Guernsey 11 plus could be scrapped from 2019

Guernsey secondary schools. Clockwise from top left; Grammar School, St Sampson's High, La Mare de Carteret High and Les Beaucamps High
Image caption If approved the plans would see the island's four States-run secondary schools form a federation

The 11 plus exams could end in 2019 under an overhaul of Guernsey's secondary education system.

The proposals include replacing the college grants with bursaries and creating one States-run secondary school spread across four sites.

The department has dismissed suggestions of closing one of its four secondary schools and called for the rebuild of two schools to go ahead.

The selective system was criticised in two reviews released in 2012.

Education Department proposals

  • Approve £64m for the rebuild of the La Mare de Carteret Primary and Secondary Schools
  • 11 plus tests no longer held after September 2019
  • Primary schools to feed into four Guernsey mainstream sites - Les Beaucamps, La Mare de Carteret, St Sampson's and the current Grammar School site at Les Varendes
  • Each secondary school to cater for about 600-720 pupils aged 11-16
  • The sites will be run by an executive head teacher, supported by a board of governors
  • All four sites to run the same curriculum for the first three years
  • During later years students may move school or work across two sites depending on their subject choices
  • Post-16 A-level and International Baccalaureate studies would continue to be delivered from the Les Varendes site and the College of Further Education would continue to offer BTEC courses and vocational qualifications
  • Funding for the grant-aided colleges could be reduced, by more than already planned, and replaced by a bursary scheme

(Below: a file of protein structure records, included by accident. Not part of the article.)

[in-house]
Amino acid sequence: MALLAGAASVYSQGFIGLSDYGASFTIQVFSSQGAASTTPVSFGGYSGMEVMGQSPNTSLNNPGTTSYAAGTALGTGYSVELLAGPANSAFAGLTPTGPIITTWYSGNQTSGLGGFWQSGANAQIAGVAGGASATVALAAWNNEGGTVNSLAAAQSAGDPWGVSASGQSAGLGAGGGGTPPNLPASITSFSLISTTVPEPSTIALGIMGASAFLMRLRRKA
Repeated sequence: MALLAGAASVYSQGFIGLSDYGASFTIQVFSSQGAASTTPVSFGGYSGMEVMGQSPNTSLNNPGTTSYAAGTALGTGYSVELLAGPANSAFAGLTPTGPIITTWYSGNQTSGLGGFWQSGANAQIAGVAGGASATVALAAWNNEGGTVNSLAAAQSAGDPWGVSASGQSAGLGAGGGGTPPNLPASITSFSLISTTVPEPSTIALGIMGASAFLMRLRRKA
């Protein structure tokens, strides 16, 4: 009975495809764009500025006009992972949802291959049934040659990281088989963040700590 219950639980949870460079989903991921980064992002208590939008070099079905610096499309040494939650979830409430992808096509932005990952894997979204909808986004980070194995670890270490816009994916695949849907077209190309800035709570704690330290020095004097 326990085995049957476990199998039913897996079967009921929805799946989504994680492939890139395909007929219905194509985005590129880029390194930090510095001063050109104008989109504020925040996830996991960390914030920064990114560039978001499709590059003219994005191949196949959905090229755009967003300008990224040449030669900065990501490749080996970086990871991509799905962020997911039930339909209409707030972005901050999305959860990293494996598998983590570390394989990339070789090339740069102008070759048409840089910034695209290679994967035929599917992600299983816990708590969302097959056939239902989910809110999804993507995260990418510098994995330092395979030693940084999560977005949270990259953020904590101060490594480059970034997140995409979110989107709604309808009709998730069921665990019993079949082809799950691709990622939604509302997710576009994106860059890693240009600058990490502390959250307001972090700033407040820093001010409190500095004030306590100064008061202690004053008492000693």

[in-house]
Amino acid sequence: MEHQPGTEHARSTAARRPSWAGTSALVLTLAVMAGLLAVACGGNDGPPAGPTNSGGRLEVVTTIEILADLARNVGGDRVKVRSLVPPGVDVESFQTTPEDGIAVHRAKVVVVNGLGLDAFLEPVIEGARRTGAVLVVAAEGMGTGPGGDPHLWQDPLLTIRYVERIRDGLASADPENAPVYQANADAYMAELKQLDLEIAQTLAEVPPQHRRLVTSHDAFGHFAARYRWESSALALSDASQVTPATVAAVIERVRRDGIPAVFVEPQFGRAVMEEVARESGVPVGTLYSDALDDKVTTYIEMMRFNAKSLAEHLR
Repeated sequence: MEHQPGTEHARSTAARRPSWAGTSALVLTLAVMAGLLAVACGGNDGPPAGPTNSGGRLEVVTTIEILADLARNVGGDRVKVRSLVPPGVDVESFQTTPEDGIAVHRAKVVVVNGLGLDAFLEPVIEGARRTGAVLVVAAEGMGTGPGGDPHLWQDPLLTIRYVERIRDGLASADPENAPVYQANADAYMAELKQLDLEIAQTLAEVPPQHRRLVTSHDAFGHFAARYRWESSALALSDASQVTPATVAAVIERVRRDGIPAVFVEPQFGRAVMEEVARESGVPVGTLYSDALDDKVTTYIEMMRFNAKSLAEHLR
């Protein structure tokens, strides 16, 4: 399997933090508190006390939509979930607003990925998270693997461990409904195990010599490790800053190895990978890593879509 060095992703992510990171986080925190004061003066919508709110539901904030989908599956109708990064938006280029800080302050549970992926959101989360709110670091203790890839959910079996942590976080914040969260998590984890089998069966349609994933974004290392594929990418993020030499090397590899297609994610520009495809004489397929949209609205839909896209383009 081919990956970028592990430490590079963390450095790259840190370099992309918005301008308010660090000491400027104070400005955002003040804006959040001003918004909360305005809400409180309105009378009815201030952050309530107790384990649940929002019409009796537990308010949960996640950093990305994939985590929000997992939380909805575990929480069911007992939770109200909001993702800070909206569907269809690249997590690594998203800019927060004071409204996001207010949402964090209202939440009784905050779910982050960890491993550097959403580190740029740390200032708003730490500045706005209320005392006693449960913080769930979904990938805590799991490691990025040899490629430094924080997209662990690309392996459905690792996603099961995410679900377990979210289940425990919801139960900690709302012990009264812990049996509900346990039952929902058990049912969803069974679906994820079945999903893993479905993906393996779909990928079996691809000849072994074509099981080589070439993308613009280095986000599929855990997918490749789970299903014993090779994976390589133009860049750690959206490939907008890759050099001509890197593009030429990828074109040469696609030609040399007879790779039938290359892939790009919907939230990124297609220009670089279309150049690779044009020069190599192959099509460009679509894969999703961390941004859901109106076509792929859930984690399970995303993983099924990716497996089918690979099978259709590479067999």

The review of secondary education found a lack of accountability and called for the creation of school governing bodies, while in the primary sector it found reading ability had declined.

Education Minister Robert Sillars said: "[The 11 plus] is not an appropriate way to determine the future of our children's secondary education.

"It fails to deliver equality of opportunity, fairness or the sort of social mobility that was originally intended."

The written exams assess academic potential and help decide which pupils are offered places at the Grammar School or the grant-supported colleges.

Image caption An ongoing reduction in the grants given to the three independent colleges until 2019 has previously been agreed by the States

Deputy Sillars said: "We have designed our own solution for Guernsey. We do not have to slavishly follow what they do elsewhere.

"We are aiming to keep what is good about our education system but address some of the problems of inequality and fairness presented by our current selective process."

The Treasury and Resources Department has questioned the lack of costings in the report and suggests the costs of an executive head teacher and increased transport spending would see costs rise to £3.5m above current levels.

It said there was an "absence of compelling evidence" the proposals offer value to the Guernsey taxpayer.

The department has previously advocated the closure of one secondary school and increasing the size of the other three.

The proposals will be debated by the States in March.

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